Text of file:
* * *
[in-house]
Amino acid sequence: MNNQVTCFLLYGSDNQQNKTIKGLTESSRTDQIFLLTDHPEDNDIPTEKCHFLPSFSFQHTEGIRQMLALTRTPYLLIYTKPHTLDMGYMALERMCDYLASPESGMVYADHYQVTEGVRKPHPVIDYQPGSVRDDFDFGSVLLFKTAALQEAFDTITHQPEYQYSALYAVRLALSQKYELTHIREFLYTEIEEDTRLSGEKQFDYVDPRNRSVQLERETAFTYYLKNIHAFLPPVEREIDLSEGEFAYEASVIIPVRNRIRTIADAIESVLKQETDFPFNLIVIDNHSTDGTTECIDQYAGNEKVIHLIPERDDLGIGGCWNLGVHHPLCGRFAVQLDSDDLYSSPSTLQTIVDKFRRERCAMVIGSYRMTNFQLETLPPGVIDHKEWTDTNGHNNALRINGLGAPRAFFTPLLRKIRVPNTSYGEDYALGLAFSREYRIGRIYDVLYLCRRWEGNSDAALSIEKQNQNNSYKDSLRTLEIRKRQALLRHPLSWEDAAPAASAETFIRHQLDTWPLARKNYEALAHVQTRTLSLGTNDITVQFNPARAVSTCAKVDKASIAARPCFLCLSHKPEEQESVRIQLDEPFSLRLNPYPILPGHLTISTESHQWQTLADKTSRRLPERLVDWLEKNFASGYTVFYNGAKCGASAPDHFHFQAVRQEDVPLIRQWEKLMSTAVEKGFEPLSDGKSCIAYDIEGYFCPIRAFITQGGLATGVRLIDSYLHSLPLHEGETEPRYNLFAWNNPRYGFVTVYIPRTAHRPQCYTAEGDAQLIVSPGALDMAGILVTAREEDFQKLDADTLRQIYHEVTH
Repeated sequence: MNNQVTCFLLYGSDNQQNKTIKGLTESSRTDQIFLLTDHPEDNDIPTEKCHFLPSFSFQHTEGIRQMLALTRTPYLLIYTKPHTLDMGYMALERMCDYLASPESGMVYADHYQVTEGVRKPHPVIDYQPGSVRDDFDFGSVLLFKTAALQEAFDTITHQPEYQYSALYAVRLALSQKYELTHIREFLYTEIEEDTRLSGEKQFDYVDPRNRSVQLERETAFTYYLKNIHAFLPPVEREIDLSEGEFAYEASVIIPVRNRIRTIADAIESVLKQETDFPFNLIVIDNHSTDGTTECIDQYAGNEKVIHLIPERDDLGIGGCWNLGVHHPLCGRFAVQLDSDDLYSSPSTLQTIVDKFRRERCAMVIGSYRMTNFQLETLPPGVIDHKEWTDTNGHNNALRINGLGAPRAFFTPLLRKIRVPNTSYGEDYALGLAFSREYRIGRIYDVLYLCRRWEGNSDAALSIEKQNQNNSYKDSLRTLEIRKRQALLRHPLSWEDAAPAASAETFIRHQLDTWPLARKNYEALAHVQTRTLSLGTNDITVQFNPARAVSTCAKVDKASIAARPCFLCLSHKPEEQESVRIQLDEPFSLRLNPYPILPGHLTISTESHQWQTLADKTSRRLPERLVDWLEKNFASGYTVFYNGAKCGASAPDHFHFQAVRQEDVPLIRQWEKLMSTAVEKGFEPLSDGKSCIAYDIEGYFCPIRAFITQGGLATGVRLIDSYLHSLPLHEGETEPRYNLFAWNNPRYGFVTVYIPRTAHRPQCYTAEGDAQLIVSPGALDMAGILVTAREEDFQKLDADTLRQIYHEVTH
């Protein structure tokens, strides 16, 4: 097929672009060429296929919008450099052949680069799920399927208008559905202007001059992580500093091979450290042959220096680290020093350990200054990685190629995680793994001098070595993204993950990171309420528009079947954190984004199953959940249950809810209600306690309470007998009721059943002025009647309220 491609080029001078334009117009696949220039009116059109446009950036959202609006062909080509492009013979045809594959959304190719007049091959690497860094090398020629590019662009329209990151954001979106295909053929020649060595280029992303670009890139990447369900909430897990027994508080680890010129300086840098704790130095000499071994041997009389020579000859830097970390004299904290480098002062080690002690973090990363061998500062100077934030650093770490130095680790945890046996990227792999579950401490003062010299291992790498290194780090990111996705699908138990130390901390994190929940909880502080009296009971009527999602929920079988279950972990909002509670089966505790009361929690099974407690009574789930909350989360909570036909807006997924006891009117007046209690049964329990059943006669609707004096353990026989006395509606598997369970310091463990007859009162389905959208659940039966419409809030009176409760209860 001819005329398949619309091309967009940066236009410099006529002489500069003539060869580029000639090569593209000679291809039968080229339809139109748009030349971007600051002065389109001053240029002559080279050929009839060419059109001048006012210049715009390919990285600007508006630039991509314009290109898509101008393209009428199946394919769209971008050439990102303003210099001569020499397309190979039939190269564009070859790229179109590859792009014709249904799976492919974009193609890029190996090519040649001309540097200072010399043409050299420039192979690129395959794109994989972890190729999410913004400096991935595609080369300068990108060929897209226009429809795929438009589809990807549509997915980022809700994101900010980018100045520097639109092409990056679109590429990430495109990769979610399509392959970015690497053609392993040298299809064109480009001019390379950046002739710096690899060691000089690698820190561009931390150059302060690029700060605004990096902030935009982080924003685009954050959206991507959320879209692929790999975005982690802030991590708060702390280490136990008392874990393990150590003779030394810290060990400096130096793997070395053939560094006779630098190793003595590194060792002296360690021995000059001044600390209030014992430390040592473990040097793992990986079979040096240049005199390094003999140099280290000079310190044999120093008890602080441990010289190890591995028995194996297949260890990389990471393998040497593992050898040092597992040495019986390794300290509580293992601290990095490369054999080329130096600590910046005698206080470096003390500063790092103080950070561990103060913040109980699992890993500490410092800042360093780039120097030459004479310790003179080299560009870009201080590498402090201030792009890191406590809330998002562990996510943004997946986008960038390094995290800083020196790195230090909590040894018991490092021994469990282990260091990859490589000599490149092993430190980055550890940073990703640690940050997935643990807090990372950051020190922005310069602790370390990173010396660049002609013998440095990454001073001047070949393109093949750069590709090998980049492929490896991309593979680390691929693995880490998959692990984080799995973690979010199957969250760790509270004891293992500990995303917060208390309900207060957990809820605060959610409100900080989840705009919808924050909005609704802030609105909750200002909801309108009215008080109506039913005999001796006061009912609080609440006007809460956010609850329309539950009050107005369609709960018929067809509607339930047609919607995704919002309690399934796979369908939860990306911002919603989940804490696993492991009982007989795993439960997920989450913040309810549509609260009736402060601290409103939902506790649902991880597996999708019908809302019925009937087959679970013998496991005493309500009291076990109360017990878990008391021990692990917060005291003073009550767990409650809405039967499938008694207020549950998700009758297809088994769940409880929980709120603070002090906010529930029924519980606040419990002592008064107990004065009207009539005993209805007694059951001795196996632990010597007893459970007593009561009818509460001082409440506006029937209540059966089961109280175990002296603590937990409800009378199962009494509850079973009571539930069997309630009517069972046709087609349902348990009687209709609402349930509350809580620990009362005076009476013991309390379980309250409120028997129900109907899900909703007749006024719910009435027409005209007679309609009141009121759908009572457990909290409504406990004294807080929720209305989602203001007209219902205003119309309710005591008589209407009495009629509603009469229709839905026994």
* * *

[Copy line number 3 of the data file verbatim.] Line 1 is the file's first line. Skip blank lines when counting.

Repeated sequence: MNNQVTCFLLYGSDNQQNKTIKGLTESSRTDQIFLLTDHPEDNDIPTEKCHFLPSFSFQHTEGIRQMLALTRTPYLLIYTKPHTLDMGYMALERMCDYLASPESGMVYADHYQVTEGVRKPHPVIDYQPGSVRDDFDFGSVLLFKTAALQEAFDTITHQPEYQYSALYAVRLALSQKYELTHIREFLYTEIEEDTRLSGEKQFDYVDPRNRSVQLERETAFTYYLKNIHAFLPPVEREIDLSEGEFAYEASVIIPVRNRIRTIADAIESVLKQETDFPFNLIVIDNHSTDGTTECIDQYAGNEKVIHLIPERDDLGIGGCWNLGVHHPLCGRFAVQLDSDDLYSSPSTLQTIVDKFRRERCAMVIGSYRMTNFQLETLPPGVIDHKEWTDTNGHNNALRINGLGAPRAFFTPLLRKIRVPNTSYGEDYALGLAFSREYRIGRIYDVLYLCRRWEGNSDAALSIEKQNQNNSYKDSLRTLEIRKRQALLRHPLSWEDAAPAASAETFIRHQLDTWPLARKNYEALAHVQTRTLSLGTNDITVQFNPARAVSTCAKVDKASIAARPCFLCLSHKPEEQESVRIQLDEPFSLRLNPYPILPGHLTISTESHQWQTLADKTSRRLPERLVDWLEKNFASGYTVFYNGAKCGASAPDHFHFQAVRQEDVPLIRQWEKLMSTAVEKGFEPLSDGKSCIAYDIEGYFCPIRAFITQGGLATGVRLIDSYLHSLPLHEGETEPRYNLFAWNNPRYGFVTVYIPRTAHRPQCYTAEGDAQLIVSPGALDMAGILVTAREEDFQKLDADTLRQIYHEVTH